Despite progress in cancer care, cost and equity challenges still must be addressed

As a physician who has spent his career taking care of people with HIV/AIDS, cancer and various blood disorders, this is an amazing time to be working in these overlapping fields of medicine.

I began my training when roughly half the people diagnosed with HIV were destined to develop cancer, and nearly everyone died shortly after they progressed to AIDS. In resource-rich countries today, HIV care is often as simple as the patient taking one pill daily.

When I started my fellowship in hematology and oncology, few treatments meaningfully modified the natural and devastating progression of metastatic cancer. Most chemotherapy treatments were exceptionally toxic. With a few notable exceptions such as lymphoma or testes cancer, too many patients were destined to die of their disease. The treatments often hastened rather than delayed death. The agents we now take for granted to minimize side effects, including antiemetics, antibiotics, bone-strengthening agents and myeloid stimulants, were not yet available nor routinely incorporated into treatment strategies.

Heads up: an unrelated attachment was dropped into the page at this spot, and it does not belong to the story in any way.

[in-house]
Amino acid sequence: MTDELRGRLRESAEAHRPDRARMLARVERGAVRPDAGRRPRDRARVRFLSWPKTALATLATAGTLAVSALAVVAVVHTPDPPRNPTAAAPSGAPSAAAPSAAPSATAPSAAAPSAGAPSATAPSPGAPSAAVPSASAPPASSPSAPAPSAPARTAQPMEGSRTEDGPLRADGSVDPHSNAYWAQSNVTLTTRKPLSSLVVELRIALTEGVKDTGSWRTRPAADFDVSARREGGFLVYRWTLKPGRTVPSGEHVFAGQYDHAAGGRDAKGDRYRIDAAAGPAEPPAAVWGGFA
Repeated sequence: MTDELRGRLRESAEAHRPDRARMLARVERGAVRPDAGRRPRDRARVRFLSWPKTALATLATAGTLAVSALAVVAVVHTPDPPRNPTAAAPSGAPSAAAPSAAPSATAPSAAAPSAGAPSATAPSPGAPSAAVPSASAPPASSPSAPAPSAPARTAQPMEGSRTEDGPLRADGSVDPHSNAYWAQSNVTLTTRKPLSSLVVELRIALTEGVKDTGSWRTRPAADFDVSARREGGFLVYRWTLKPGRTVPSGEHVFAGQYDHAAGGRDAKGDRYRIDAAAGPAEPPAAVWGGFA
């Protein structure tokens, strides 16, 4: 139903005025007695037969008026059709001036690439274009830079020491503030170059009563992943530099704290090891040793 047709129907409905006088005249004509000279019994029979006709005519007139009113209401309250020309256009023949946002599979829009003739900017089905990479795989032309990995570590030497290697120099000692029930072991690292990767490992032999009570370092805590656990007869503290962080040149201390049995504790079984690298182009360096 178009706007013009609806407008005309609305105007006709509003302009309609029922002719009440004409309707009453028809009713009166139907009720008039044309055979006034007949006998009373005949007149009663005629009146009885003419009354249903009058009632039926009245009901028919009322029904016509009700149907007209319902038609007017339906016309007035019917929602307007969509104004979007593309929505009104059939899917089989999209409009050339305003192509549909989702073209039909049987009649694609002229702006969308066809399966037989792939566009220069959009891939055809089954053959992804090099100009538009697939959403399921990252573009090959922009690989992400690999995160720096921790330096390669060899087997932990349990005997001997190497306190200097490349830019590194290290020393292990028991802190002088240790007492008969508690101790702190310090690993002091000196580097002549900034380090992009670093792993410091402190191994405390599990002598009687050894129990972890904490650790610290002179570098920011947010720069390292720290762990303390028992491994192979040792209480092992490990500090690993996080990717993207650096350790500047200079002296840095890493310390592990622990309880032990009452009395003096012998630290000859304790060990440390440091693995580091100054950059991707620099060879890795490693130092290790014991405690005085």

We waged a metaphorical war with the hope our patients could live longer and better. Our objective was to attack our common enemy with the armaments at our disposal, including radical surgery, radiation therapy, and chemotherapy. We told our patients to imagine that chemo resembled small pizzas with a slice cut out for the mouth like figures in the then-popular Pac-Man arcade game. The army was deployed from an intravenous bag, marched through a vein and into enemy lines, and took bites out of cancer. But so often the collateral damage manifested by low blood counts, infections, nausea, and vomiting were more problematic to our patients than our common enemy. And so many patients still died.